Author Topic: why we use capacitors in pcb  (Read 3775 times)

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Offline anissk45

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why we use capacitors in pcb
« on: February 13, 2013, 12:46:38 am »
hi,

i am a real fan of this blog, i was wondring what is the use of capacitors and inductors in pcbs?.
 

Offline Psi

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Re: why we use capacitors in pcb
« Reply #1 on: February 13, 2013, 12:56:24 am »
Short answer:  Storing energy.
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Offline anissk45

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Re: why we use capacitors in pcb
« Reply #2 on: February 13, 2013, 01:05:24 am »
well yeah i know all of that :D is there any long answer?
 

Offline GeoffS

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Re: why we use capacitors in pcb
« Reply #3 on: February 13, 2013, 01:11:02 am »
If you give an example i.e. circuit diagram, I'm sure someone will explain the functions of any capacitors and inductors.
 

Offline anissk45

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Re: why we use capacitors in pcb
« Reply #4 on: February 13, 2013, 01:15:23 am »
here is the schematic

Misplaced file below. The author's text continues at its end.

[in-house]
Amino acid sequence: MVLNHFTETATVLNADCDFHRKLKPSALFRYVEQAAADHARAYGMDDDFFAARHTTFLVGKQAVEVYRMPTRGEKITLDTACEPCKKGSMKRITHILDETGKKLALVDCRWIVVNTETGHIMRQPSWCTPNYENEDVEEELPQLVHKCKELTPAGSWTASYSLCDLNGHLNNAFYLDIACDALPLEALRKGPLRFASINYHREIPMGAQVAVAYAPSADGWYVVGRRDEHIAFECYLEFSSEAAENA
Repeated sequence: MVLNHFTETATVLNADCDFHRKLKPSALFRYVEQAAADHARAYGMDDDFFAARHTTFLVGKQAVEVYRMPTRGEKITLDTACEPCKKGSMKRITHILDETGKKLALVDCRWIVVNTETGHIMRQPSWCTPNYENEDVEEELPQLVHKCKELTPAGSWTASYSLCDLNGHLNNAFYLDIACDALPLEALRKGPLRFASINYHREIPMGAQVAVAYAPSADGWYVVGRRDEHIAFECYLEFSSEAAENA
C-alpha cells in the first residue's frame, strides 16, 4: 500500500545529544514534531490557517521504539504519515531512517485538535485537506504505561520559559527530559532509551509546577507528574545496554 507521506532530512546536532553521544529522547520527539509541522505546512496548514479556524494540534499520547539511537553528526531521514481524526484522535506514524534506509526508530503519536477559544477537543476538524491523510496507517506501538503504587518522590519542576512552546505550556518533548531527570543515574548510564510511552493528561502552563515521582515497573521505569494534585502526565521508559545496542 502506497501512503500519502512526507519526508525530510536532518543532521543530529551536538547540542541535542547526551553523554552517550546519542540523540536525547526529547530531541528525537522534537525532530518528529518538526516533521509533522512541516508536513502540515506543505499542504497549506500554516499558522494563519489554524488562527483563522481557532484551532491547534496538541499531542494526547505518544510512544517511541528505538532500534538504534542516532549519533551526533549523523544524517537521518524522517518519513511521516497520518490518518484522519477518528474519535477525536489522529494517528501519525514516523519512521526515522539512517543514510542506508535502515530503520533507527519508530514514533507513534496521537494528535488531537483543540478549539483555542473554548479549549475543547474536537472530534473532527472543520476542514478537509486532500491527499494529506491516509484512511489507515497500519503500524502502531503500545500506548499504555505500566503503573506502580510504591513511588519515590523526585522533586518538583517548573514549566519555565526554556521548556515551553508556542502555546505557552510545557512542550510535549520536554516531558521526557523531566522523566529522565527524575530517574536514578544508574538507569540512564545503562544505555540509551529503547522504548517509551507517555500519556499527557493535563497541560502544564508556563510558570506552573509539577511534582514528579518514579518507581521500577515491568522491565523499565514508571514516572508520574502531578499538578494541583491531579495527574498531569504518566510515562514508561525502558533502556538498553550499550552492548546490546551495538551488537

Offline Alana

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Re: why we use capacitors in pcb
« Reply #5 on: February 13, 2013, 01:23:32 am »
Most capacitors here are used for decoupling, removing noise from power supply.
http://en.wikipedia.org/wiki/Decoupling_capacitor

Those near quartz are part of oscillator - without them quartz would not start.

Inductor - with capacitors next to it it forms LC filter that should prevent noise from digital part of the circuit to get to the analog part - here its the ADC build in into atmega.

There is also a timing capacitor connected to reset pin of one of the atmegas - at power on it holds reset pin low for some time allowing atmega to boot up properly.


 

Offline c4757p

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Re: why we use capacitors in pcb
« Reply #6 on: February 13, 2013, 01:51:28 am »
Just a minor clarification / potential correction - the cap on the reset pin isn't meant to hold the pin low on startup, unless the design was a bit misguided, as the brown-out detection on that chip should handle that just fine. The chip will hold itself in reset while the power comes up. It's more of a filter - prevents noise on that pin from accidentally triggering resets.